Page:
Senior lawyer and activist Prashant Bhushan was held guilty of “criminal contempt” by the Supreme Court for his tweets which the Court said were “malicious” and that they “undermine the dignity and authority of the institution of the Supreme Court of India and the CJI and directly affront the majesty of law.”
One of Mr Bhushan’s tweets read: “When historians in future look back at the last 6 years to see how democracy has been destroyed in India even without a formal Emergency, they will particularly mark the role of the Supreme Court in this destruction, & more particularly the role of the last 4 CJIs.”
In another tweet he said, “CJI rides a 50 lakh motorcycle belonging to a BJP leader at Raj Bhavan, Nagpur, without a mask or helmet, at a time when he keeps the SC in Lockdown mode denying citizens their fundamental right to access Justice!”
Those aware of the issues that had been facing India and its Supreme Court in the last six years might infer that Mr.Bhushan’s tweets were perhaps referring to the issues in Jammu and Kashmir since article 370 revocation, the lockdown of its people even before the “lockdown”, the J&K habeas corpus petitions that SC put off for months, the question of legality of the Citizenship Amendment Act pending before SC, the initial refusal by SC to intervene on the question of relief to millions of “migrant workers” during lockdown, the question of constitutionality of law on Triple Talaq pending before it, the precedent it set on the property dispute in Ayodhya that many lawyers like Mr. Bhushan and former Supreme Court judges questioned, and other matters in the last six years that have similarly faced criticism of ordinary 21st century tweeting people.
In rejecting Mr Bhushan’s argument that the tweets were “fair criticism of the functioning of the judiciary, made bona fide in public interest” the Court said the tweets were “scurrilous, malicious in nature” and that there was no doubt that the tweets tend “to shake the public confidence in the institution of the judiciary”.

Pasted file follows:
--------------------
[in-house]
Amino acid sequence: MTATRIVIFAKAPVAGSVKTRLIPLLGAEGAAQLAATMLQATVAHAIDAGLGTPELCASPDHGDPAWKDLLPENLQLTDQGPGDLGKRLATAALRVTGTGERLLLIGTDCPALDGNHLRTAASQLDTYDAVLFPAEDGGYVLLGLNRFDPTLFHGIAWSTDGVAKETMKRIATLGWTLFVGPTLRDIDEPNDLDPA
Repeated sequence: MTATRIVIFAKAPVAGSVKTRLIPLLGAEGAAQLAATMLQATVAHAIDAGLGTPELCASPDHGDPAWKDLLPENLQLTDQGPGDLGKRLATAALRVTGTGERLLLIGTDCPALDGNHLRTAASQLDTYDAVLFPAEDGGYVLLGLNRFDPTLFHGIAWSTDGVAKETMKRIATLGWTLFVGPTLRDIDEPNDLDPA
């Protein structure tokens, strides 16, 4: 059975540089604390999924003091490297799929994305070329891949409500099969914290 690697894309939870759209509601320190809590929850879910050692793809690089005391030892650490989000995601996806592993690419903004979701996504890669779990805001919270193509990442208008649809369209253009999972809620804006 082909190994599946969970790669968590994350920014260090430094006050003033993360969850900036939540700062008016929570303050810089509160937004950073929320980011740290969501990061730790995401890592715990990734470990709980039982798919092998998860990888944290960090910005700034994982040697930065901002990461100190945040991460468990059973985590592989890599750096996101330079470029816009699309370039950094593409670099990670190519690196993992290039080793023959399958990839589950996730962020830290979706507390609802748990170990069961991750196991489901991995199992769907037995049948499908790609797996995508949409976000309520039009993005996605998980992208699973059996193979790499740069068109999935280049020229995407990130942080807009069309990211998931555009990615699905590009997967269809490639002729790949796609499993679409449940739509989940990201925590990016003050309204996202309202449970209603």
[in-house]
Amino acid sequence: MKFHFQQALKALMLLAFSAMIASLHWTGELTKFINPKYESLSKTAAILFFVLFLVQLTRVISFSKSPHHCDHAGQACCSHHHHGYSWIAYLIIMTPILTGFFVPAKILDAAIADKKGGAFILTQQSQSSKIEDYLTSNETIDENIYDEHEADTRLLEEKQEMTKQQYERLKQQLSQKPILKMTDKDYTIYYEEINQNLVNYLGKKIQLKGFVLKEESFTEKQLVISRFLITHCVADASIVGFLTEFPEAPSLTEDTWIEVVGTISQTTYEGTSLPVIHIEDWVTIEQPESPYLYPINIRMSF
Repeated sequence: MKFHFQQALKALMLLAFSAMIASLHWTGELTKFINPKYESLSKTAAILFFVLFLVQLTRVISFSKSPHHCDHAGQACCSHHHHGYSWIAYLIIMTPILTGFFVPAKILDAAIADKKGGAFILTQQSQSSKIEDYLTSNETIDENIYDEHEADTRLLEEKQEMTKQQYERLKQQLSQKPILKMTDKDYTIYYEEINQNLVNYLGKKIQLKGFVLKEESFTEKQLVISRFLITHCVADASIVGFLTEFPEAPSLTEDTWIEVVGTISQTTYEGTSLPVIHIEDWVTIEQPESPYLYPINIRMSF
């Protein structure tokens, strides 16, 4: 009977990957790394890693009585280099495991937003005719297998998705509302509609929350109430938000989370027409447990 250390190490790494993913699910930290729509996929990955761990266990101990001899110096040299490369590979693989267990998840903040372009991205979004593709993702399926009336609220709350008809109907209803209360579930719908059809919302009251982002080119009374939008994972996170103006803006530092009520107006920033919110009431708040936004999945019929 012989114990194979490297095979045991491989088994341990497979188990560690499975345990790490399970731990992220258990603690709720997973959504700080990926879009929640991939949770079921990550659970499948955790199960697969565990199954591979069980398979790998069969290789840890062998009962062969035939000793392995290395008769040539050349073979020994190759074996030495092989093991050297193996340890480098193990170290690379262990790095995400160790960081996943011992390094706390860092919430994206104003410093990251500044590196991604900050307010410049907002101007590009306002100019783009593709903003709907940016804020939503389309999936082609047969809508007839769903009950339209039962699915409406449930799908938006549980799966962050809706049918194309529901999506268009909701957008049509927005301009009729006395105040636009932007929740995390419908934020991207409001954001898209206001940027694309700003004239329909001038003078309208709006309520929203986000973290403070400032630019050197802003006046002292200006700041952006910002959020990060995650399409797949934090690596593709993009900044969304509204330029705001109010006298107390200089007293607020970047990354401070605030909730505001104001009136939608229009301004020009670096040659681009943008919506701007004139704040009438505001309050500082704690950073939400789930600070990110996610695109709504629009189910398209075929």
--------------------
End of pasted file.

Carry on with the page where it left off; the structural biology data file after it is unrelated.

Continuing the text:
The question on “public confidence in the institution” of the Supreme Court and India’s other institutions has gained relevance in the recent years. When four Supreme Court judges held the historic press conference they raised questions on independence of the judiciary and the connected threat to democracy. One of the judges even believed that the then CJI was “remote controlled” by external sources. What the judges of country’s top court said were enough to shake public confidence. No question of contempt was raised then. If many people including Mr Bhushan have developed any mistrust in the working of the judiciary or the CJI the press conference significantly contributed to it.
With this ruling, the Supreme Court appears to be taking a strict note of what people say about the working of the Supreme Court and the CJI. Many have expressed consternation while lawyers have argued in favour of freedom of expression with Mr. Bhushan still saying that he expressed “what was and continues to be my bona fide belief”.
The tweets that undermined “the dignity and authority of the.. court” may have done more damage to the judges’ dignity since the contempt proceedings began with tweets being subsequently reproduced and widely published online and in print – which raises the question on the purpose of the contempt law or its application in a case as this.
The Court initiating and hearing a suo motu action in a case where the Court itself is the aggrieved party calls into question if this contempt action serves the basic principle of natural justice.
The eventual action of the Supreme Court with sentencing in this case will govern how freedom of expression will be seen in a democratic India.